Kids That Go Bump in the Night

6 strategies to set up good sleep habits and discourage midnight drop-ins

By Aviva Patz

kids_bump_in_the_nightYou've survived the up-every-two-hours newborn period, and you're finally slumbering peacefully through the night. Out of nowhere, your toddler starts showing up like an uninvited guest at all hours. "I lost my blankie," she says. "I'm thirsty." "I wanted to give you one more hug." There's a million reasons your merry wanderer may give for crawling out of bed, but there's only one thing you need to know at that time of night: It's critical to get your child back to sleep for the full 12 or so hours she needs.

"Families need to make sleep a priority because it affects every aspect of a child's well being -- health, behavior, development and the ability to learn," says Saint Joseph's University psychology professor Jodi Mindell, PhD, author of Sleeping Through the Night (Collins) and Sleep Deprived No More (Marlowe & Company). "If children don't get enough sleep, they're cranky and irritable, they're more likely to have behavioral problems, and they're more likely to get sick because sleep deprivation compromises the immune system." You're more likely to get cranky, too, especially when your child's third curtain call of the night is at 3 a.m.

Why do toddlers develop nocturnal wanderlust? Often it's because they switched from the crib to the bed too early and are suddenly free to roam. "Before age three, they don't have the self-control to stay in bed, and they're not yet capable of grasping the imaginary confines of a bed," says Mindell. Parents can make things worse. "When kids won't stay put in bed, parents get into the habit of hanging out until they fall asleep, so then when kids wake up, they're primed to seek out their parents to help them fall back to sleep."

Here are six strategies to set up good sleep habits and discourage midnight drop-ins:

Delay the switch from crib to bed until your child is three
If you've got a climber, use a crib tent to keep your tot safe and snug -- and contained -- in bed.

Set a few clear nighttime rules and enforce them
Rules might be: When lights go out, you need to stay in bed until morning. And, you may call with a request --for water or another hug, for example -- only once.

Define morning Some children understand that morning means seeing the sun through their window. For those who don't, Mindell recommends putting a nightlight on a timer and setting it to turn on at the desired wake-up time. Children should know that when the good morning light comes on, they can get out of bed.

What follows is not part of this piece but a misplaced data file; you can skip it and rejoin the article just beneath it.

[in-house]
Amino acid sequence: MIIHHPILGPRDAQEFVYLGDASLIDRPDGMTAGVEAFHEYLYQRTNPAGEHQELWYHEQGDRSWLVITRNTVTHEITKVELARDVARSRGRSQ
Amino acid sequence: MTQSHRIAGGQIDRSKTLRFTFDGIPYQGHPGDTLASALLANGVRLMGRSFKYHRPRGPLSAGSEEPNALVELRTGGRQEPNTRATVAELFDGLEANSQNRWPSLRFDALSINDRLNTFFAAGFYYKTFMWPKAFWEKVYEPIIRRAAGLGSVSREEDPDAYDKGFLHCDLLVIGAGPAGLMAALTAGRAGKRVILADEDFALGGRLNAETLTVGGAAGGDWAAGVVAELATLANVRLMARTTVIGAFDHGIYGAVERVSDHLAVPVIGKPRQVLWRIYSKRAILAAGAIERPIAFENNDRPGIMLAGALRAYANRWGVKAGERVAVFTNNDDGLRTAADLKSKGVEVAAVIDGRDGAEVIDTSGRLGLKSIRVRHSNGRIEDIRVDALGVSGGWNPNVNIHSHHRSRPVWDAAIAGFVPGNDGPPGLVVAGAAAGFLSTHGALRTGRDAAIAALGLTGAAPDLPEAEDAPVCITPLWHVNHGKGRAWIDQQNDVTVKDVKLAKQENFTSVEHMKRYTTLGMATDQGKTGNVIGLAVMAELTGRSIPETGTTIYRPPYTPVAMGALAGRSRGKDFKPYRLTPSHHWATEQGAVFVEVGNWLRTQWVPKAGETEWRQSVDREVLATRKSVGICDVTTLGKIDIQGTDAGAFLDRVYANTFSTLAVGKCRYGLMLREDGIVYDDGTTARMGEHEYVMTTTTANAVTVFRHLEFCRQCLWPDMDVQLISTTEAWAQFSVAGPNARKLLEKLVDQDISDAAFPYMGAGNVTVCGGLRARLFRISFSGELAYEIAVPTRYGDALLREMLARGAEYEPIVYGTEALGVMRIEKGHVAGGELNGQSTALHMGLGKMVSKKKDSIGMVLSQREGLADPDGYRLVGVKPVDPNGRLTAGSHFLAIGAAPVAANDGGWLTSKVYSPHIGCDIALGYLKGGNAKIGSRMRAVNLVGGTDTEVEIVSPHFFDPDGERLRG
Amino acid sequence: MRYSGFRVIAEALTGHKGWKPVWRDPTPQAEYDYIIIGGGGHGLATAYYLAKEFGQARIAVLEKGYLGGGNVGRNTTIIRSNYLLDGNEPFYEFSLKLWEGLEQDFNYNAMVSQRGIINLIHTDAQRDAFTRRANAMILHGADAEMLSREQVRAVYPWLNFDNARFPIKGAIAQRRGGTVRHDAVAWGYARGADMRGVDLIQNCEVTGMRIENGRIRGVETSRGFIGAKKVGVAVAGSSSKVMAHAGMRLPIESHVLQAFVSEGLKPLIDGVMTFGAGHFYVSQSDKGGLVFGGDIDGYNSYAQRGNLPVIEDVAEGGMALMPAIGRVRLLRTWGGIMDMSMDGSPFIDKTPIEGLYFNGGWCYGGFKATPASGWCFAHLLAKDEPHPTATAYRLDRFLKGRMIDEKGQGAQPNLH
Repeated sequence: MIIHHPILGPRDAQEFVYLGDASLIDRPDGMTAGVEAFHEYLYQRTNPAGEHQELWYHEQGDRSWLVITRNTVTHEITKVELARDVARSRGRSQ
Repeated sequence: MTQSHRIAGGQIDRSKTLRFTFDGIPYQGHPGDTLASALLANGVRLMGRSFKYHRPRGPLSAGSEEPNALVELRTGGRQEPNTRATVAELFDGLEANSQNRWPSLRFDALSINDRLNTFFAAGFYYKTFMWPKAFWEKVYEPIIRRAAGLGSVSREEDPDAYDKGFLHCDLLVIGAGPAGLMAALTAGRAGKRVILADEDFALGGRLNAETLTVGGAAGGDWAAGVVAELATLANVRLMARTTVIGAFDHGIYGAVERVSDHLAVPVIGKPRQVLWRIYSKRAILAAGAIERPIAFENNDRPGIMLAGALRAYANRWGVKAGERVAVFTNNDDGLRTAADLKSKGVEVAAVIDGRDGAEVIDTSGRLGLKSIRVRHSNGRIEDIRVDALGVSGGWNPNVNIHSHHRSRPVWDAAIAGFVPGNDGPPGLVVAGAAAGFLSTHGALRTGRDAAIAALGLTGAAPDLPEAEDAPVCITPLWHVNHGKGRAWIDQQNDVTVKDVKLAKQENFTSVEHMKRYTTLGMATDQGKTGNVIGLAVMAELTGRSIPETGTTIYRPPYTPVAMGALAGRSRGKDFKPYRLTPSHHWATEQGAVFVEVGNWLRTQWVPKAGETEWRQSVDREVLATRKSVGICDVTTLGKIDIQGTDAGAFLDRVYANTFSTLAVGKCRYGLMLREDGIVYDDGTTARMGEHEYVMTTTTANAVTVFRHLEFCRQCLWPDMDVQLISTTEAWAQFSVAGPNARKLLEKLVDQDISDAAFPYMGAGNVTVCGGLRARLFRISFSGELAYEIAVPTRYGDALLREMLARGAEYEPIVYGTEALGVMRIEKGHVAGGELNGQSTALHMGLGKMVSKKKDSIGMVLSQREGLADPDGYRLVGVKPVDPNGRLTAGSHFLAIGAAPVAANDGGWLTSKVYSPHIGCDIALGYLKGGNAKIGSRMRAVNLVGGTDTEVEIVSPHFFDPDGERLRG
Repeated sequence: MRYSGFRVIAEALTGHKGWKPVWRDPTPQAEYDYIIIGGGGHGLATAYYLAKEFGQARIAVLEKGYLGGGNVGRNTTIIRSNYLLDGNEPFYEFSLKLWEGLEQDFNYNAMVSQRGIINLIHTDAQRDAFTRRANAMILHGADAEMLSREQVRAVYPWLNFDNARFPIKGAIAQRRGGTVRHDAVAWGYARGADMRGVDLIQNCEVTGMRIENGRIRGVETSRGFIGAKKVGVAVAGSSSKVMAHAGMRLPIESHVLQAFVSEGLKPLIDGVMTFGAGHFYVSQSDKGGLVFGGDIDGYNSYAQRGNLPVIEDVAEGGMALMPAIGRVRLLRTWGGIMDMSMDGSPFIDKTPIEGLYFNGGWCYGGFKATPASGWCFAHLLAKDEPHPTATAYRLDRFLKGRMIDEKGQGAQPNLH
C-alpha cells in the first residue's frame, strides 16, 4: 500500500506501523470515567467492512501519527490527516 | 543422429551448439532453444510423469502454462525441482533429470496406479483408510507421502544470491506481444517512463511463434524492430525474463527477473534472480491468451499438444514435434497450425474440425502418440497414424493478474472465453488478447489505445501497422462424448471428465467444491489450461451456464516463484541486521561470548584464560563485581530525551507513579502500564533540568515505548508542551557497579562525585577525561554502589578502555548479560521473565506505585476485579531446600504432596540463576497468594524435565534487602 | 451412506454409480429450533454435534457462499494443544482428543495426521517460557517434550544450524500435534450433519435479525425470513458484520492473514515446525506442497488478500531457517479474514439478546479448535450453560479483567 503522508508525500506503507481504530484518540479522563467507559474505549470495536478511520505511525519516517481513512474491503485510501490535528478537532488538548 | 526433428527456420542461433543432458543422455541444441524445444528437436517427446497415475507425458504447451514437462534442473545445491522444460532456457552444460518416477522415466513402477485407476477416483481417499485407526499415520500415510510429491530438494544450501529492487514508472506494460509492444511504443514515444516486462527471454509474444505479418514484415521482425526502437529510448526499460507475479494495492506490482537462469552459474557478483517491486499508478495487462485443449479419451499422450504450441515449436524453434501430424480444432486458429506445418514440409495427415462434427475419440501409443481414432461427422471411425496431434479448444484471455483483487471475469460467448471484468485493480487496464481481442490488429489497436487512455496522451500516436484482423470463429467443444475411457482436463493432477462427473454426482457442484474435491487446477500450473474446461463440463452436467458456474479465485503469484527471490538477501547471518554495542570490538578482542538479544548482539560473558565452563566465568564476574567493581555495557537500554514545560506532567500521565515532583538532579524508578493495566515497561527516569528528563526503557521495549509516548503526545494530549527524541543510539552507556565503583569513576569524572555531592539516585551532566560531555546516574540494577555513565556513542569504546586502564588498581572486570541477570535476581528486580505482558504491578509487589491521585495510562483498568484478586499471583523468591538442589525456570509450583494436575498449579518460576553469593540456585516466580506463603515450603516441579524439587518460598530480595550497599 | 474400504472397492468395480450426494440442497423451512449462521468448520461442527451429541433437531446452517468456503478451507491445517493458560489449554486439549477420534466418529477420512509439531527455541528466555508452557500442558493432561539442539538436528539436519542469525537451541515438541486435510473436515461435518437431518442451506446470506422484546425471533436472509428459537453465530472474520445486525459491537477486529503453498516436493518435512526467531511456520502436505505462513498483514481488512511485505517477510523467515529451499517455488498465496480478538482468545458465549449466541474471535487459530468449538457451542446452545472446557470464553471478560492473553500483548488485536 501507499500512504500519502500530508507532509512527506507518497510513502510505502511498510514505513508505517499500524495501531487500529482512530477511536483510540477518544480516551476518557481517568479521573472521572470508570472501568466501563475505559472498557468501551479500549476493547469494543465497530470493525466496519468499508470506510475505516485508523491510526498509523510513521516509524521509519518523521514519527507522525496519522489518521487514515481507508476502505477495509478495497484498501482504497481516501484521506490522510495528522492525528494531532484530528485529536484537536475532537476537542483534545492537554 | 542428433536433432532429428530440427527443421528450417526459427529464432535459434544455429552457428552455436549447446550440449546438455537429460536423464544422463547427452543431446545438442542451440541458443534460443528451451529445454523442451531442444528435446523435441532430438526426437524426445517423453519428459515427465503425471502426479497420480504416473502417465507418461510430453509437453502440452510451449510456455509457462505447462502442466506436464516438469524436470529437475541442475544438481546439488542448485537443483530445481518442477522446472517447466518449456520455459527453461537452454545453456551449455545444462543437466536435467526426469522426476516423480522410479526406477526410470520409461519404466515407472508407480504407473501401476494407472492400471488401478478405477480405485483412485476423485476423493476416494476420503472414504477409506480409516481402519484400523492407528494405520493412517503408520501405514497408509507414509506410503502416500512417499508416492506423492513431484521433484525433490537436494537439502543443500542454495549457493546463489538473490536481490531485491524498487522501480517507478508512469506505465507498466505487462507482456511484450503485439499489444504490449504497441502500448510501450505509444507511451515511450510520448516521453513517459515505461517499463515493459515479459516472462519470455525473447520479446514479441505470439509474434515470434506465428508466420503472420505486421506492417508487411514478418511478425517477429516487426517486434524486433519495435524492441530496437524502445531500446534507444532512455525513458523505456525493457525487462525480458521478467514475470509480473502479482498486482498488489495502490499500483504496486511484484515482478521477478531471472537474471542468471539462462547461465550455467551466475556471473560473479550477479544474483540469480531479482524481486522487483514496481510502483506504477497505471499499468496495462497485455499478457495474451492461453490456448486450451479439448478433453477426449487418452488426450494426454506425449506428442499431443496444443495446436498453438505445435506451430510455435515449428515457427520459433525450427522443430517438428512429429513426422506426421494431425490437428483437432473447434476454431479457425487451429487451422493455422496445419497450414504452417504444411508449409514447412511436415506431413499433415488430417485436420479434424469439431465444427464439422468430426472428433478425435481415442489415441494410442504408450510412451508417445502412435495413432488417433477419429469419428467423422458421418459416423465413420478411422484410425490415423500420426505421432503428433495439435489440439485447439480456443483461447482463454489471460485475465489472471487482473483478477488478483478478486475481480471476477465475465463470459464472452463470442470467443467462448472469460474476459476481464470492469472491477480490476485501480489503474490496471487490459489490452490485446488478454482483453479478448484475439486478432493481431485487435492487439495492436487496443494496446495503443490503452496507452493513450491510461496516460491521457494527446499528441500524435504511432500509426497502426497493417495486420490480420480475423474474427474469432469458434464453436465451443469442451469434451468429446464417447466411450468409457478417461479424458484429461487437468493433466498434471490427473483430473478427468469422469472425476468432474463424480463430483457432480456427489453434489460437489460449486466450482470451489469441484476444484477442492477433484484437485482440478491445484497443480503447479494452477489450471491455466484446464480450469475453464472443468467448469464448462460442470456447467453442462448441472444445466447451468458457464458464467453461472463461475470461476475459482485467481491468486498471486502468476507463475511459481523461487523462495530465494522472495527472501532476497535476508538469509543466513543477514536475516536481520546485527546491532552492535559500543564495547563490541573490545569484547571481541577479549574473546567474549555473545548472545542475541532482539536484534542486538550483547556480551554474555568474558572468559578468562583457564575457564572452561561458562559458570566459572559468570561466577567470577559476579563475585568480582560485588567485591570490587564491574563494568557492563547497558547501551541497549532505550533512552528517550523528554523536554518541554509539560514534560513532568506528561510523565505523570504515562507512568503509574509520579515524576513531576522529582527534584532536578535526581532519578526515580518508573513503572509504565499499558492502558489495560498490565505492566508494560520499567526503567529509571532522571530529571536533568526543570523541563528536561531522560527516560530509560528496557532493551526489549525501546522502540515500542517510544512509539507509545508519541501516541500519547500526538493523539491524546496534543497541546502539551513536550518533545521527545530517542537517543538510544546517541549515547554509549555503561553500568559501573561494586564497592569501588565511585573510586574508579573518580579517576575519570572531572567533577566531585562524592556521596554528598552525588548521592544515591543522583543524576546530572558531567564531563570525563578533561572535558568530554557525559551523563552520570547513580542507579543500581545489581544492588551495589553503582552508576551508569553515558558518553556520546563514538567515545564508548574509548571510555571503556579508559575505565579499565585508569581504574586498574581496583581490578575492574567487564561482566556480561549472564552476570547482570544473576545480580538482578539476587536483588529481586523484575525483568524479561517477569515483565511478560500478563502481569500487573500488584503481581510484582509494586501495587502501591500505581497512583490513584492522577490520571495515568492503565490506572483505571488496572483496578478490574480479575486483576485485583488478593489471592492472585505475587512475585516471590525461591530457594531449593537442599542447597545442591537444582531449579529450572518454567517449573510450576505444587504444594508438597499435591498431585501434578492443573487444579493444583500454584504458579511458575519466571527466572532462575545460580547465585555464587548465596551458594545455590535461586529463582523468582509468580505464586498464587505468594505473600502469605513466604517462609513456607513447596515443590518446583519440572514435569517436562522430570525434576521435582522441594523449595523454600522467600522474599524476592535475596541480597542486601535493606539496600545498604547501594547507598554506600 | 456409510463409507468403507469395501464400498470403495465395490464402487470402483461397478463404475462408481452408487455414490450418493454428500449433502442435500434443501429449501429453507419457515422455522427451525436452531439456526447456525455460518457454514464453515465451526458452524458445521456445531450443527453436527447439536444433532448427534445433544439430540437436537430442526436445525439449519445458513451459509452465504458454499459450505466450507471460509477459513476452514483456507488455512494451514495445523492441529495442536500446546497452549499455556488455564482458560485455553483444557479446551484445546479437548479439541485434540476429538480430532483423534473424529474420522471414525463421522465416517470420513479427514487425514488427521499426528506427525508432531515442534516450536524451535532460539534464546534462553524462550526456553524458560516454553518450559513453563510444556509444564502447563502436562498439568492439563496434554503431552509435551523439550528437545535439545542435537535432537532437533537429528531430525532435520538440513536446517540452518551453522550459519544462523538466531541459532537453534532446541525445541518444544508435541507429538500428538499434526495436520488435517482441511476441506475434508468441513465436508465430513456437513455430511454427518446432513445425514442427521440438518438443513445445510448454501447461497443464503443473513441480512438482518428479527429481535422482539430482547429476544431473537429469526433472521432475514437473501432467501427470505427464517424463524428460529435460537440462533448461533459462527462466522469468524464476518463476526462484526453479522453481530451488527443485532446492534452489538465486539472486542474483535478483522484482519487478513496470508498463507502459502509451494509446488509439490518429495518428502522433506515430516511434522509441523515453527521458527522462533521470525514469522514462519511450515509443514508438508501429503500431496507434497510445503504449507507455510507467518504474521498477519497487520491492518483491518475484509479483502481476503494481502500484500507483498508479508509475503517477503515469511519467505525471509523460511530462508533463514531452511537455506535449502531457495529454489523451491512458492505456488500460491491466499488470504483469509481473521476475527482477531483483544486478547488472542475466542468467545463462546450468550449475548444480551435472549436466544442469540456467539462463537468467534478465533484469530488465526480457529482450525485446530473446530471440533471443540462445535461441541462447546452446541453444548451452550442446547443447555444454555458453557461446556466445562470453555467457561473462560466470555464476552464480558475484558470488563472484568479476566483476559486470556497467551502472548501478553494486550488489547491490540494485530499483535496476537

Kick them out If you're not a fan of the family bed, be clear and consistent about sending your child back to her own room when she tries to crawl in beside you. Unlike babies, toddlers can sneak in quietly and slide under the covers without disturbing you. Put a bell on your doorknob so you'll wake up if your child enters.

Don't reward nighttime awakenings with fun or cuddles If your child shows up and wants to play or hang out with you, don't allow it. If you do, it's an incentive for her to repeat the performance another night. Instead, send her back to bed. If she claims she can't sleep, suggest that she sing to herself, daydream or take a book or toy into bed.

Do reward a full night's sleep by using a sticker chart Give your child a sticker in the morning for staying in bed all night. Have reasonable goals that you reinforce every day: If your child earns three stickers, she gets a prize. It could be a bike ride with you, a trip to the library, or maybe he gets to choose what's for dinner or an activity for the weekend. "It doesn't have to feel like a bribe, or cost money or be materialistic," Mindell says. "It's simply compensation -- and we get it at work all the time."

More about toddlers and sleep: Man. aging Your Toddler's 5 a.m. Wake-up Call

Aviva Patz has written for numerous national publications including Parents, Parenting, Health, Self, Redbook and Marie Claire.

From KIDCOMPLISHMENT, a program made possible by Studio One Networks. KIDCOMPLISHMENT provides parents of toddlers, ranging from two to four years old, with information, resources and solutions necessary to make this time as carefree as possible.

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